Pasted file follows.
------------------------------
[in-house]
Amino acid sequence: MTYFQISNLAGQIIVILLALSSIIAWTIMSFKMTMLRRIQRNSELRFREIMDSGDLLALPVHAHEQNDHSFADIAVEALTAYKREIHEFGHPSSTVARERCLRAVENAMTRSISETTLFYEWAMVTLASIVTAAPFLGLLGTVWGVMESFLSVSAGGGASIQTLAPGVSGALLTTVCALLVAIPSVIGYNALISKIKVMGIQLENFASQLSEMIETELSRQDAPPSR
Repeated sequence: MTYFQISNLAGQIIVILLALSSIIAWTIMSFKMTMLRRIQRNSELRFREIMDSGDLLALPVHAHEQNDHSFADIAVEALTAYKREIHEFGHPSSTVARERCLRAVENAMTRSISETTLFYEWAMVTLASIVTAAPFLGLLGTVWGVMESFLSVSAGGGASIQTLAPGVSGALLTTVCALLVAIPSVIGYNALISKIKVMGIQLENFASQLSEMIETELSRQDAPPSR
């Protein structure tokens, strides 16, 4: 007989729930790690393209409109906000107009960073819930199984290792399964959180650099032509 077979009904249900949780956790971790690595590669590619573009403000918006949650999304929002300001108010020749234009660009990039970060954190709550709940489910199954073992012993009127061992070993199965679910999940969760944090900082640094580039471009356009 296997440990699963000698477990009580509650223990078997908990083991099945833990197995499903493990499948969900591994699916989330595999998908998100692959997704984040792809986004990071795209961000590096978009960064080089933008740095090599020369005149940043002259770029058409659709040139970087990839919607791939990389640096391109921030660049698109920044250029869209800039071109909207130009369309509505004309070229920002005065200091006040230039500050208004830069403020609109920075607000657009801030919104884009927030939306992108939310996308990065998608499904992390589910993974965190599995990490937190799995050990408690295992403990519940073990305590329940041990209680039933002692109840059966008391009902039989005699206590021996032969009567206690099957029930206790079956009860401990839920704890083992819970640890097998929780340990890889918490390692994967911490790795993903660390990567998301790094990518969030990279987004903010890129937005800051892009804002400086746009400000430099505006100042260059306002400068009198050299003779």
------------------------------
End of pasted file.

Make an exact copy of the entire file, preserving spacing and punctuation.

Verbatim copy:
[in-house]
Amino acid sequence: MTYFQISNLAGQIIVILLALSSIIAWTIMSFKMTMLRRIQRNSELRFREIMDSGDLLALPVHAHEQNDHSFADIAVEALTAYKREIHEFGHPSSTVARERCLRAVENAMTRSISETTLFYEWAMVTLASIVTAAPFLGLLGTVWGVMESFLSVSAGGGASIQTLAPGVSGALLTTVCALLVAIPSVIGYNALISKIKVMGIQLENFASQLSEMIETELSRQDAPPSR
Repeated sequence: MTYFQISNLAGQIIVILLALSSIIAWTIMSFKMTMLRRIQRNSELRFREIMDSGDLLALPVHAHEQNDHSFADIAVEALTAYKREIHEFGHPSSTVARERCLRAVENAMTRSISETTLFYEWAMVTLASIVTAAPFLGLLGTVWGVMESFLSVSAGGGASIQTLAPGVSGALLTTVCALLVAIPSVIGYNALISKIKVMGIQLENFASQLSEMIETELSRQDAPPSR
């Protein structure tokens, strides 16, 4: 007989729930790690393209409109906000107009960073819930199984290792399964959180650099032509 077979009904249900949780956790971790690595590669590619573009403000918006949650999304929002300001108010020749234009660009990039970060954190709550709940489910199954073992012993009127061992070993199965679910999940969760944090900082640094580039471009356009 296997440990699963000698477990009580509650223990078997908990083991099945833990197995499903493990499948969900591994699916989330595999998908998100692959997704984040792809986004990071795209961000590096978009960064080089933008740095090599020369005149940043002259770029058409659709040139970087990839919607791939990389640096391109921030660049698109920044250029869209800039071109909207130009369309509505004309070229920002005065200091006040230039500050208004830069403020609109920075607000657009801030919104884009927030939306992108939310996308990065998608499904992390589910993974965190599995990490937190799995050990408690295992403990519940073990305590329940041990209680039933002692109840059966008391009902039989005699206590021996032969009567206690099957029930206790079956009860401990839920704890083992819970640890097998929780340990890889918490390692994967911490790795993903660390990567998301790094990518969030990279987004903010890129937005800051892009804002400086746009400000430099505006100042260059306002400068009198050299003779």